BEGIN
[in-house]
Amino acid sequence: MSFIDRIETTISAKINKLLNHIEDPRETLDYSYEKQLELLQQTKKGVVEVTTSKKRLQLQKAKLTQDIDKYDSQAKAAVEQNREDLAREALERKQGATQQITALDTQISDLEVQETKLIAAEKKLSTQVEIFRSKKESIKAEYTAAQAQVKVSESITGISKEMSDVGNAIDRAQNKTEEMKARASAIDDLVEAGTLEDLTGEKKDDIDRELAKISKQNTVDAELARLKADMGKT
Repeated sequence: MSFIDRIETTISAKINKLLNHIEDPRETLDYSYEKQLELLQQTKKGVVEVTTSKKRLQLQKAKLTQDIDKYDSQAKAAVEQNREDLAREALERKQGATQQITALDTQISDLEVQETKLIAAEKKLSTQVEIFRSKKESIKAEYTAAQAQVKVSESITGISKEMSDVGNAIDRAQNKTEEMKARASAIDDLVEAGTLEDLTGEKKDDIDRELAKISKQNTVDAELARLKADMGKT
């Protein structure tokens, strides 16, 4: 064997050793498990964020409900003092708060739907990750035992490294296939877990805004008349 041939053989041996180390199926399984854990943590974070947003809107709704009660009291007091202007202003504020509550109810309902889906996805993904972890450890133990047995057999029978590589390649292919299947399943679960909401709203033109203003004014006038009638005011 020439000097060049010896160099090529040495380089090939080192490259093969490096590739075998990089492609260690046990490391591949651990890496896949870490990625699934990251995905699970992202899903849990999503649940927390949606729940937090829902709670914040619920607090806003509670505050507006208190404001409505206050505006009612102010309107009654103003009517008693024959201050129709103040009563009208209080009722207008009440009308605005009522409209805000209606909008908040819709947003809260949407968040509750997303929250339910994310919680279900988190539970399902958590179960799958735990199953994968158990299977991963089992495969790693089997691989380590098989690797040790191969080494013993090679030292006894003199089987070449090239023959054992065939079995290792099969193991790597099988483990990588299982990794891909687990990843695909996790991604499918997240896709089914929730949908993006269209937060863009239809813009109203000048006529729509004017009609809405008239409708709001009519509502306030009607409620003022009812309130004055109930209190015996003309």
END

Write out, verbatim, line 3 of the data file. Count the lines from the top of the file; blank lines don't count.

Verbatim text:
Repeated sequence: MSFIDRIETTISAKINKLLNHIEDPRETLDYSYEKQLELLQQTKKGVVEVTTSKKRLQLQKAKLTQDIDKYDSQAKAAVEQNREDLAREALERKQGATQQITALDTQISDLEVQETKLIAAEKKLSTQVEIFRSKKESIKAEYTAAQAQVKVSESITGISKEMSDVGNAIDRAQNKTEEMKARASAIDDLVEAGTLEDLTGEKKDDIDRELAKISKQNTVDAELARLKADMGKT